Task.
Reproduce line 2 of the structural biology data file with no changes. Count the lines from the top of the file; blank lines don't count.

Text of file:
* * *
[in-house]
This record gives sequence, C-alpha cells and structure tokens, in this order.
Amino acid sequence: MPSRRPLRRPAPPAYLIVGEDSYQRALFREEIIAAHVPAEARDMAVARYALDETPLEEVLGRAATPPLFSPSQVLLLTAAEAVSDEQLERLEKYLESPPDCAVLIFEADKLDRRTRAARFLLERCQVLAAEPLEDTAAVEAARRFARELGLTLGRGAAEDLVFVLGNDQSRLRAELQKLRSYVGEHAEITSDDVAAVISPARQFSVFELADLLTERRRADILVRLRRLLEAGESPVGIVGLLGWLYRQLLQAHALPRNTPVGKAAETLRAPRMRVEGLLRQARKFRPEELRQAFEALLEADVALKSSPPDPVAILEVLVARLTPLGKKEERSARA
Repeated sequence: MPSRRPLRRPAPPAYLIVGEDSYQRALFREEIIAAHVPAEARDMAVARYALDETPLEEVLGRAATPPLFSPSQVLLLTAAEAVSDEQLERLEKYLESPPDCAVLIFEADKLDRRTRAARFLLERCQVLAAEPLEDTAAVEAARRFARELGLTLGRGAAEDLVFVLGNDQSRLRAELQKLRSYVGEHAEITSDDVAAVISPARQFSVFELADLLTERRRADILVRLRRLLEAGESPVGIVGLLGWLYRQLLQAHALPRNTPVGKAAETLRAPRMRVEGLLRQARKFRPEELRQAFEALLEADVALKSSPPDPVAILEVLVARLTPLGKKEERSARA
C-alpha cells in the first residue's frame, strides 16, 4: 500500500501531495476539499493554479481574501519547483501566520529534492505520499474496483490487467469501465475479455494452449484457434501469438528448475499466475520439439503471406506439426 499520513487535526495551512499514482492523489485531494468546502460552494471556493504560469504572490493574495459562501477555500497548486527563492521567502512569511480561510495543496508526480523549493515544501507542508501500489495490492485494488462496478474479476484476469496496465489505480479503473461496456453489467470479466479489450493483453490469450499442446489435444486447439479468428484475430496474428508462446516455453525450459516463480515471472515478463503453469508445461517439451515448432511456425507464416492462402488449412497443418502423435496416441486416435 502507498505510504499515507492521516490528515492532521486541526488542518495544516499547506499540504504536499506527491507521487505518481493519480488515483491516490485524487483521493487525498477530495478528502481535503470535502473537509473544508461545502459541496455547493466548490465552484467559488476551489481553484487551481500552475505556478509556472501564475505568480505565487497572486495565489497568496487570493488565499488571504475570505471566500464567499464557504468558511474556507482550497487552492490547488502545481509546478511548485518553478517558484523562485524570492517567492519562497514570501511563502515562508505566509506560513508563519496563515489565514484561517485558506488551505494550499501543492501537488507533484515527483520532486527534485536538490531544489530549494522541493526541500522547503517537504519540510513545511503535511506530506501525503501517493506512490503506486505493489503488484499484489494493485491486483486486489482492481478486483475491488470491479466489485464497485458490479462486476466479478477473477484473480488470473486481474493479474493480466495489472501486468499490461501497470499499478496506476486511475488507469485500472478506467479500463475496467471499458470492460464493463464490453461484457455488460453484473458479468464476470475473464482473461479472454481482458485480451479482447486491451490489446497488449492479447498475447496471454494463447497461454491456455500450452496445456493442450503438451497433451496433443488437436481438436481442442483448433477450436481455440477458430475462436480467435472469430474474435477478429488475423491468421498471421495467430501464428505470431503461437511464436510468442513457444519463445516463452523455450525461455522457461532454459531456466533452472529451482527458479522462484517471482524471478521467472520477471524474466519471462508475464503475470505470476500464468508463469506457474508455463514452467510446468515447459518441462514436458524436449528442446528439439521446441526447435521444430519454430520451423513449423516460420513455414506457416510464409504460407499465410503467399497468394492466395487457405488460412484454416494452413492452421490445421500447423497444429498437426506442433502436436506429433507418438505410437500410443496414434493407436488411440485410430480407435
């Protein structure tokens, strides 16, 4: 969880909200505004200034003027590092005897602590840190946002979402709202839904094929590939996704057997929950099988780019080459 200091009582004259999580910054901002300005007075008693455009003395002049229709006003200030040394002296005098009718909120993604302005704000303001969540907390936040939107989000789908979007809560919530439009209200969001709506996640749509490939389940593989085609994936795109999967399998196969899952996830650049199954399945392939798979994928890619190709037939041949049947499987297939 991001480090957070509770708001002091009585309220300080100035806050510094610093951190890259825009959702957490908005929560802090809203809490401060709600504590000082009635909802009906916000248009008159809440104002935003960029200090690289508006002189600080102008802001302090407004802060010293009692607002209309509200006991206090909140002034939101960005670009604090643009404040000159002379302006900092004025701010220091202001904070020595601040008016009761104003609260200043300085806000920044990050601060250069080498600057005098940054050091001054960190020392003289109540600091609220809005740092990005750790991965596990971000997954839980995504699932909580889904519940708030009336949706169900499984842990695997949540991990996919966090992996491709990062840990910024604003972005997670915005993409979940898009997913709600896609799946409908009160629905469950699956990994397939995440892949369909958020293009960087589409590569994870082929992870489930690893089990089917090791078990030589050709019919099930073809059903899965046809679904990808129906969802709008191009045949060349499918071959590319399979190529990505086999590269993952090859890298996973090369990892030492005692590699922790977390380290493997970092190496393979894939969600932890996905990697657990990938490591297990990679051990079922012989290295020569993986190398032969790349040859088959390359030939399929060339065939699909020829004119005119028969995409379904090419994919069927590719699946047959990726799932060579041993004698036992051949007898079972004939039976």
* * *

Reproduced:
This record gives sequence, C-alpha cells and structure tokens, in this order.